Years later I was in high school with a thought-provoking history teacher. His name was Jim Deardorff and I loved him and his brown suit coats and moments where he would interrupt his lecture to swill more Mylanta from his bottom desk drawer. On the first day of class my junior year, Mr. Deardorff handed out the US History textbook. After calling our names and noting our book numbers, he said, “You are responsible for this text book. I don’t care what you do with it. You can even read it for all I care. Just be sure you turn in THAT book on the last day of class.” And then he went on to lecture via miles of over-head projector film and files pulled from the 5-drawer filing cabinets that lined the walls of his classroom.
To say he made history fun for me is an understatement. However, my life changed the day he responded to one of my classmate’s questioning of Mr. Deardorff’s lecture.
“Truth? You want the truth? Well, you can’t have it. Not in some easy little story. Finding the truth takes time and effort!” By then he was excited or agitated or frustrated by years spent trying to teach students to think for themselves. He ran over and yanked open a file drawer and pulled out several inches of file folders.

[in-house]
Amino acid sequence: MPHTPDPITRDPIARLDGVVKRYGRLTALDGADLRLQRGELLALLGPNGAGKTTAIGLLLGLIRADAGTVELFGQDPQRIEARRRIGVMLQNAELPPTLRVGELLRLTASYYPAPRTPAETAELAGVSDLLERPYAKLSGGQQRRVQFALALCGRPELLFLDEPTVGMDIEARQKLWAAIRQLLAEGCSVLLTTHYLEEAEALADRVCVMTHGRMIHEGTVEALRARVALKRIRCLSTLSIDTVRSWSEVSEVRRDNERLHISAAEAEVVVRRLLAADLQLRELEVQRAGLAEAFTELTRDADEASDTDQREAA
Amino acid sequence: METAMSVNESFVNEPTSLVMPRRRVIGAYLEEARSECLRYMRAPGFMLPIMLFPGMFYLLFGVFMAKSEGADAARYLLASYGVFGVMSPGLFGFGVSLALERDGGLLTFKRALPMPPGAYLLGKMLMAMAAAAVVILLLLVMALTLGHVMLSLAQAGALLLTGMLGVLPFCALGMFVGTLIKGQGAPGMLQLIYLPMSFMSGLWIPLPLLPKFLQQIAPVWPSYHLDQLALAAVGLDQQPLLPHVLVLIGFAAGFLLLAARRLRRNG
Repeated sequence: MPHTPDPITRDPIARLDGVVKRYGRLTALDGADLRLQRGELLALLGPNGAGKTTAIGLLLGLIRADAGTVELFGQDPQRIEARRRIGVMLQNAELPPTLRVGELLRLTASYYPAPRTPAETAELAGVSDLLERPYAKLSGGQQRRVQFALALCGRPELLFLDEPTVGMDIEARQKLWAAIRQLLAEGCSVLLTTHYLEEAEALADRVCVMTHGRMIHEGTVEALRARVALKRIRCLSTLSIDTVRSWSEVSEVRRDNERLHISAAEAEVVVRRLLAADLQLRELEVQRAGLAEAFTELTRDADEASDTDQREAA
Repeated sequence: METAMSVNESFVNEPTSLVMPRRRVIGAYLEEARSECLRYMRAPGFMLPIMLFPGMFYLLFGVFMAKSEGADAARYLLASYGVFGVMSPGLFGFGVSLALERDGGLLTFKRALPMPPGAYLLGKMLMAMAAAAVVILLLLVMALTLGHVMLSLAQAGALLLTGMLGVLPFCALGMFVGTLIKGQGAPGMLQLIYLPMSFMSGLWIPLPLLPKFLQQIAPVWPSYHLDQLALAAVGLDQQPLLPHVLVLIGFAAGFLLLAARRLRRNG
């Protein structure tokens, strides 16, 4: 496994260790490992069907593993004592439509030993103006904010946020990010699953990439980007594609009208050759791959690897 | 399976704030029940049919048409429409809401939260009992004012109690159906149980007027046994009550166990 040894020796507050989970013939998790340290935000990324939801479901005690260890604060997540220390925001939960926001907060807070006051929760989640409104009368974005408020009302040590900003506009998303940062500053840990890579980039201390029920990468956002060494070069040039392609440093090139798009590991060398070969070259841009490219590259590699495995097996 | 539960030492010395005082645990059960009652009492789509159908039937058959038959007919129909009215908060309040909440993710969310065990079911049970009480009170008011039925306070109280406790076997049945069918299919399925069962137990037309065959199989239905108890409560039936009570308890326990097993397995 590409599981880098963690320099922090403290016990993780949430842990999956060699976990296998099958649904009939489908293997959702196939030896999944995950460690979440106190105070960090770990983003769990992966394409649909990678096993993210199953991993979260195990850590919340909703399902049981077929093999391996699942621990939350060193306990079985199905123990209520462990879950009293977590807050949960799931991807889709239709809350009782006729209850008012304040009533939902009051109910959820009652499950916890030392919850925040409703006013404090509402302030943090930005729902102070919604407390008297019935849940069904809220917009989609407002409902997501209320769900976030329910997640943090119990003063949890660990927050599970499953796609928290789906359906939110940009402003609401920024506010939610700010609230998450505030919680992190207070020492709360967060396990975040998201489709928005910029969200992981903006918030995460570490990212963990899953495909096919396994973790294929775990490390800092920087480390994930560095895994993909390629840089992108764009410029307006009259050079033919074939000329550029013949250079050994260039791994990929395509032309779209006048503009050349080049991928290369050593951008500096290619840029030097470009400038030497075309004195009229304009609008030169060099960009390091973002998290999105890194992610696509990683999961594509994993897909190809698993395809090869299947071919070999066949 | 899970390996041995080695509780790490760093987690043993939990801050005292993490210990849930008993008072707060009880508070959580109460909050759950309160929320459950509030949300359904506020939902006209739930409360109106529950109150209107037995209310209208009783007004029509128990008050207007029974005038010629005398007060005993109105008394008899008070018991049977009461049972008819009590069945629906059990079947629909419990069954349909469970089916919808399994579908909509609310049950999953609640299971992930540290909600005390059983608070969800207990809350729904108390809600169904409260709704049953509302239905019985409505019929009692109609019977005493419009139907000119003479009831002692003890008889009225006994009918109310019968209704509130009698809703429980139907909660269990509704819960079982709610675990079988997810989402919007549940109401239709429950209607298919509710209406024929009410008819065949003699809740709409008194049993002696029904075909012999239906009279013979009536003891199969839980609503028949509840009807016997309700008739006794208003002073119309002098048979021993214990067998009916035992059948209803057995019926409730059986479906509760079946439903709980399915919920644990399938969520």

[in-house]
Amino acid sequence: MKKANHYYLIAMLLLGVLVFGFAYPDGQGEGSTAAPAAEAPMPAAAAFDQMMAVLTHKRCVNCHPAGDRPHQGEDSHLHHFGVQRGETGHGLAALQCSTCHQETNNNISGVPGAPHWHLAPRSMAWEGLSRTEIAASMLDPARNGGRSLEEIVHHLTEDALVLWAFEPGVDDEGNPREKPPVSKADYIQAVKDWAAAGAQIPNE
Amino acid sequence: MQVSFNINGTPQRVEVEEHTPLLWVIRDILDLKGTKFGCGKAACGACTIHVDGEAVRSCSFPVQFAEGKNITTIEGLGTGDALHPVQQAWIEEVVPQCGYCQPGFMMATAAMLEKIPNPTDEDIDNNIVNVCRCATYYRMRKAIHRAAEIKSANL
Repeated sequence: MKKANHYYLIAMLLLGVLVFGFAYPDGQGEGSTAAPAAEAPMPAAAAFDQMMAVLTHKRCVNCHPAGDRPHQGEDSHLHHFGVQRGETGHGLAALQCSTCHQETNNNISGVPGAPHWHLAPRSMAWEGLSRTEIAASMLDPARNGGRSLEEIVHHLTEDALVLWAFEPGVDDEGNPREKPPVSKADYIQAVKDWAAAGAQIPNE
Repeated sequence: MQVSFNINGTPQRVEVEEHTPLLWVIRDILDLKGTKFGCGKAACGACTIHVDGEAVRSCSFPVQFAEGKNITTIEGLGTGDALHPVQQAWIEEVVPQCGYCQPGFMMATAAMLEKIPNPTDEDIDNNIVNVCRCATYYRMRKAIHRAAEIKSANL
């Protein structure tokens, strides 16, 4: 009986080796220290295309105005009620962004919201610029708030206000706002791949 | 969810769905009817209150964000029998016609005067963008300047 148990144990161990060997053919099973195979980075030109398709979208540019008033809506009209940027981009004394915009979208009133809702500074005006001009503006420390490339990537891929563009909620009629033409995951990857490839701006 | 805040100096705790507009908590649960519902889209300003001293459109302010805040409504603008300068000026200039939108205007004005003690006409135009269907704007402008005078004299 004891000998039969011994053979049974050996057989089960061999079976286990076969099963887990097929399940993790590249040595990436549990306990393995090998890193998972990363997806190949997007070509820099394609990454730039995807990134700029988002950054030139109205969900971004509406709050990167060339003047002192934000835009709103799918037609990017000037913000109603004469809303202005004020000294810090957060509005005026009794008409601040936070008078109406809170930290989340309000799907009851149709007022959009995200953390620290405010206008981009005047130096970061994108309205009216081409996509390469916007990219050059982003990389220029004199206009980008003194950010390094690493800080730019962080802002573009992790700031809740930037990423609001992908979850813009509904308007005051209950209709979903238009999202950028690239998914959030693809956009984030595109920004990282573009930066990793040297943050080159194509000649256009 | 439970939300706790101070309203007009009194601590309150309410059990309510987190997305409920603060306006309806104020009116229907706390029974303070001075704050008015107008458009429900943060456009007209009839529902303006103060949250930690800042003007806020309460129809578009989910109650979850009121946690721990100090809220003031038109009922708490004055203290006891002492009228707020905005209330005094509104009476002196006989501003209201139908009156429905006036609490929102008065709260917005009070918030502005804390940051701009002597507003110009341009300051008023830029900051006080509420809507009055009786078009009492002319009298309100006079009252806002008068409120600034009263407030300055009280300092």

“The truth is in here!” he shouted and let the files spill across the projector. There must have been over a hundred newspaper clippings fluttering to the ground. “The New York Times, Mother Earth, The Wall Street Journal, local papers! They all have just a tiny bit of the truth!” He paused and took a deep breath while he ran his hand over his bearded face.
“If you want to know the truth, you must learn to look for it through the many eyes that saw it. No one account tells more than part of the truth.”
That year I became a questioner of facts, a collector of stories, a witness of people’s lenses through which they see their truth.